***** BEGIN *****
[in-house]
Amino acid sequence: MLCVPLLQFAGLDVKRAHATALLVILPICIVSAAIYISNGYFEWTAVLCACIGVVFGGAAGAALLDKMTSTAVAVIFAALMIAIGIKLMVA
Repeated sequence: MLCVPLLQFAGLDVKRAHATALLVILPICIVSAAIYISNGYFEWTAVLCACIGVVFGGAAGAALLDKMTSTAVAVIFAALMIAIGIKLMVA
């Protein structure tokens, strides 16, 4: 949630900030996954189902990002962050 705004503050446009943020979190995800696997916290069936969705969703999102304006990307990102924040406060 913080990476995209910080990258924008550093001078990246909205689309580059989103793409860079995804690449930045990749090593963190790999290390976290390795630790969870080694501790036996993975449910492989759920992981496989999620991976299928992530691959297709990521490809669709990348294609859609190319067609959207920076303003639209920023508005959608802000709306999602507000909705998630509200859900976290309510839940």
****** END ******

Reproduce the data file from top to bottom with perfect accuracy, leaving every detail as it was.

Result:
[in-house]
Amino acid sequence: MLCVPLLQFAGLDVKRAHATALLVILPICIVSAAIYISNGYFEWTAVLCACIGVVFGGAAGAALLDKMTSTAVAVIFAALMIAIGIKLMVA
Repeated sequence: MLCVPLLQFAGLDVKRAHATALLVILPICIVSAAIYISNGYFEWTAVLCACIGVVFGGAAGAALLDKMTSTAVAVIFAALMIAIGIKLMVA
């Protein structure tokens, strides 16, 4: 949630900030996954189902990002962050 705004503050446009943020979190995800696997916290069936969705969703999102304006990307990102924040406060 913080990476995209910080990258924008550093001078990246909205689309580059989103793409860079995804690449930045990749090593963190790999290390976290390795630790969870080694501790036996993975449910492989759920992981496989999620991976299928992530691959297709990521490809669709990348294609859609190319067609959207920076303003639209920023508005959608802000709306999602507000909705998630509200859900976290309510839940």